Childrearing

Rage Against The Minivan: Why I’m Not A Free-Range Parent

By  | 

not-a-free-range-parent

It seems like everyone is talking about “free-range parenting” these days. It started in 2008 when Lenore Skenazy wrote a piece in the New York Sun about letting her 9 year-old son ride the subway alone. Her essay made such an impact that Skenazy later wrote a book called Free-Range Kids: How to Raise Safe, Self-Reliant Children (Without Going Nuts with Worry). It’s become a popular parenting philosophy, but not without it’s own controversy. Now there are stories of parents being arrested because they let their kids play in the front yard or walk to the park unsupervised..

Personally, I love the idea of teaching kids to be self-reliant. I’ve written about trying to raise independent, confident kids. And I get that free-range parenting is a good way to do it. But it’s not my thing. Free-range parenting is not for us. Yes, I understand that crime statistics are lower than ever. I’m not a hovering mother . . . my concern isn’t coming from paranoia about stranger danger.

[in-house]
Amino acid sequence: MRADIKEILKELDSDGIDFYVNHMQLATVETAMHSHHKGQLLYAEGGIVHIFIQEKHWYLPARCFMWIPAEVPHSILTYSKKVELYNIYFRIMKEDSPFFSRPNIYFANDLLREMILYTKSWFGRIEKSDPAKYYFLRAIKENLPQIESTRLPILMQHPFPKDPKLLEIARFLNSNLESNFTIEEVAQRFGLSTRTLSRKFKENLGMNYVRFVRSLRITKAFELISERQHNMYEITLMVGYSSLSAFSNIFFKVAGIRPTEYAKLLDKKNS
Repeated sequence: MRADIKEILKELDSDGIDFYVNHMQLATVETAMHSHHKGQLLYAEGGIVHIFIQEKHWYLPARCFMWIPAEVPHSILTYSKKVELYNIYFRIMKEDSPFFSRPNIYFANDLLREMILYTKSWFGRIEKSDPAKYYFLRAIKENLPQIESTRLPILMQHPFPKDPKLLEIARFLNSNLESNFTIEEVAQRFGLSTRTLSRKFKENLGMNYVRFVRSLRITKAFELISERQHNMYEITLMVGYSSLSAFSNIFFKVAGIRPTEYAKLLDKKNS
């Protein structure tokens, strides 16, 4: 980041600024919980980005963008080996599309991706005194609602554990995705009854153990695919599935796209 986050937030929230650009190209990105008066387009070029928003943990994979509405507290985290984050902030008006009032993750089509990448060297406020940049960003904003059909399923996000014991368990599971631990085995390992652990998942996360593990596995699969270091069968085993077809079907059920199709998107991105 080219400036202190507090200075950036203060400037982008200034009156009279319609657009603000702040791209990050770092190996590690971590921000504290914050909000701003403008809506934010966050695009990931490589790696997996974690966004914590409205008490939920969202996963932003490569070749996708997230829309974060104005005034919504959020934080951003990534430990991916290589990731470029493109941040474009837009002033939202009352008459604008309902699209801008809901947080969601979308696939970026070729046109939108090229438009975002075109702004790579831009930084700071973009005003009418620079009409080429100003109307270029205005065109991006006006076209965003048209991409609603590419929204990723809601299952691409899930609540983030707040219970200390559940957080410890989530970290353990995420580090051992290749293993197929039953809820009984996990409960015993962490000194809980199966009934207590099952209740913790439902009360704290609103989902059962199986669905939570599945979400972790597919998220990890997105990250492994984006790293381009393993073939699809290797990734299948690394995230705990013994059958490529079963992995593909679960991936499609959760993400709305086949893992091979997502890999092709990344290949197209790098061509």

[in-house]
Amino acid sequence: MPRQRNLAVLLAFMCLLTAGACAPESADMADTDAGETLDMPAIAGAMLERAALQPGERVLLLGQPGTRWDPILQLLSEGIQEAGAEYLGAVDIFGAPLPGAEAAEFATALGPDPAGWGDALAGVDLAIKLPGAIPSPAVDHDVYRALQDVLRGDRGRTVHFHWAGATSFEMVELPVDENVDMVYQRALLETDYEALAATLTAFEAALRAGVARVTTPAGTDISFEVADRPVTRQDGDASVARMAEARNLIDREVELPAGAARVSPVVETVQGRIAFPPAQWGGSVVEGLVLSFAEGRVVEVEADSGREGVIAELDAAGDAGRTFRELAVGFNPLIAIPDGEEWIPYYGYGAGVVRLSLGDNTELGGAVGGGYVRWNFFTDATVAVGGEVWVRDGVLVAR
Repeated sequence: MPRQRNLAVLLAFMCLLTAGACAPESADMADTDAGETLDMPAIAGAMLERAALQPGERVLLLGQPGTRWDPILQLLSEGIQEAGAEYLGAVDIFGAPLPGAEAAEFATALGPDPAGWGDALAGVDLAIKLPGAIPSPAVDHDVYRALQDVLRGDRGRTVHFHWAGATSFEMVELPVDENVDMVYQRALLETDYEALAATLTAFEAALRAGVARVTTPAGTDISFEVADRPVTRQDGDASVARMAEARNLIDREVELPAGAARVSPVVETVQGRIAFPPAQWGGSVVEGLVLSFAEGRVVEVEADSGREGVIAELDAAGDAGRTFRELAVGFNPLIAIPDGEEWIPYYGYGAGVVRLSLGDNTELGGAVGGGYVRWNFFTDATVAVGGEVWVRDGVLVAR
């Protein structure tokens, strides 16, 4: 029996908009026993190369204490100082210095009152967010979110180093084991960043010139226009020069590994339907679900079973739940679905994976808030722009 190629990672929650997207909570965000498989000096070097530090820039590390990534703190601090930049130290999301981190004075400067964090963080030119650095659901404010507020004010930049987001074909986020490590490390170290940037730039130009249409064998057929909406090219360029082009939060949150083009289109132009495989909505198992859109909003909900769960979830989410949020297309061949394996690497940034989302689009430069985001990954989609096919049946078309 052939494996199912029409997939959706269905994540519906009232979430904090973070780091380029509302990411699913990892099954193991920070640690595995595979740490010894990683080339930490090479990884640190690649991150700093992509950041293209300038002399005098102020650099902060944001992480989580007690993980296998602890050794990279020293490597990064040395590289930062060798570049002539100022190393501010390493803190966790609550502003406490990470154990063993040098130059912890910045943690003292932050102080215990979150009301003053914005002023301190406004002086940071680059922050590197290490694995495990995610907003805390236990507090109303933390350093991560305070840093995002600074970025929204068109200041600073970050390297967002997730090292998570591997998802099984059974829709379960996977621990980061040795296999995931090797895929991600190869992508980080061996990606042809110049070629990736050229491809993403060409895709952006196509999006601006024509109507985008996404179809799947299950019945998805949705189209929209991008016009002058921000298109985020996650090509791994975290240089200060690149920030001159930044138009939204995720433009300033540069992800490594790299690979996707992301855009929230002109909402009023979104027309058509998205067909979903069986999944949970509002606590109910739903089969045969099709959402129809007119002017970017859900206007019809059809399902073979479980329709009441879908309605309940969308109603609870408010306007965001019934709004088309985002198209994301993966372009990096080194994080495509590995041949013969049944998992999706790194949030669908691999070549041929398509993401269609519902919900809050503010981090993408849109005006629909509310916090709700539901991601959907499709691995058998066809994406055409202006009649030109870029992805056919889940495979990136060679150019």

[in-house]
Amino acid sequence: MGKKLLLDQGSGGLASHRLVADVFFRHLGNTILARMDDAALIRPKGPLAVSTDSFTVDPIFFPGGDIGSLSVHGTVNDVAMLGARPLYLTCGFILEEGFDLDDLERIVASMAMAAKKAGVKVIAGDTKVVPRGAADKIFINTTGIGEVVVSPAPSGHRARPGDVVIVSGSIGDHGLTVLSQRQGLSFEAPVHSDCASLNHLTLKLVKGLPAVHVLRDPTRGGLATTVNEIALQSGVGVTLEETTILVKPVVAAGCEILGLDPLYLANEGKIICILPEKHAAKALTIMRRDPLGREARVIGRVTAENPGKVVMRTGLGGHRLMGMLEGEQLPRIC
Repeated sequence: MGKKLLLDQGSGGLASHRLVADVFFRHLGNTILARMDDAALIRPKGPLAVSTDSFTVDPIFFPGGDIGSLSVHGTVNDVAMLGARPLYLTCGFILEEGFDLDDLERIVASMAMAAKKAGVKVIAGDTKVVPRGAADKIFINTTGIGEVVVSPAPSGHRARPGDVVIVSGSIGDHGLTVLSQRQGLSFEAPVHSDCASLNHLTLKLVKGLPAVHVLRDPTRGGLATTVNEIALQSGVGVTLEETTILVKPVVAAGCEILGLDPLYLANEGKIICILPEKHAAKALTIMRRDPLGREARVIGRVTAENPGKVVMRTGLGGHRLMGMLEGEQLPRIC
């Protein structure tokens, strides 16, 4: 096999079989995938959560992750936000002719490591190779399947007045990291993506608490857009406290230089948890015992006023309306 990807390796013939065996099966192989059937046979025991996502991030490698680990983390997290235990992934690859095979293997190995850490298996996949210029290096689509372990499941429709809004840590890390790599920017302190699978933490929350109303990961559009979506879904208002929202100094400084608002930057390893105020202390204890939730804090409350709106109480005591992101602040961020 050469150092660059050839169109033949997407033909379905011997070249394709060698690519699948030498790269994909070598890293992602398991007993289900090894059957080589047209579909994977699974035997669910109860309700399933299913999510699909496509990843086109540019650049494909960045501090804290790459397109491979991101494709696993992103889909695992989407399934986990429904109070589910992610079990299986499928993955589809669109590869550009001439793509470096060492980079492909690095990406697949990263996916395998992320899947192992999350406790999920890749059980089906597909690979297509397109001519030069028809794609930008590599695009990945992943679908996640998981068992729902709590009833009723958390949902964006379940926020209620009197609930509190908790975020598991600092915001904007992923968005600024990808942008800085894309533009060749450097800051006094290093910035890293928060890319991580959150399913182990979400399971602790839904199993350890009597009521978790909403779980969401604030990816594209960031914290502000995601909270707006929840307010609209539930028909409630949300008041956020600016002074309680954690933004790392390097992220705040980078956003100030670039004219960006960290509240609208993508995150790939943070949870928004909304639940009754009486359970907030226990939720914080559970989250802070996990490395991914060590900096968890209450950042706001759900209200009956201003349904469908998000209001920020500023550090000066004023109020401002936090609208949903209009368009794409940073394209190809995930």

But I know my kids. I know myself. And that’s why, if my kids are playing outside, I usually have them in my line of sight. I know who they are with and what they are doing. No, watching them doesn’t automatically protect them from all the injuries that could happen outside. They are kids. Things happen.

And those things happen whether you’re watching your kids or letting them free-range all over the place. But parenting isn’t just about protecting your kids from random accidents or injuries. Kids need more than freedom for outside activities. Our parenting style is about helping our kids be productive now—and then building a foundation so they can become motivated teenagers and independent adults in the future. Giving them the specific structure to develop this way is my job as a parent.

Pages: 1 2 3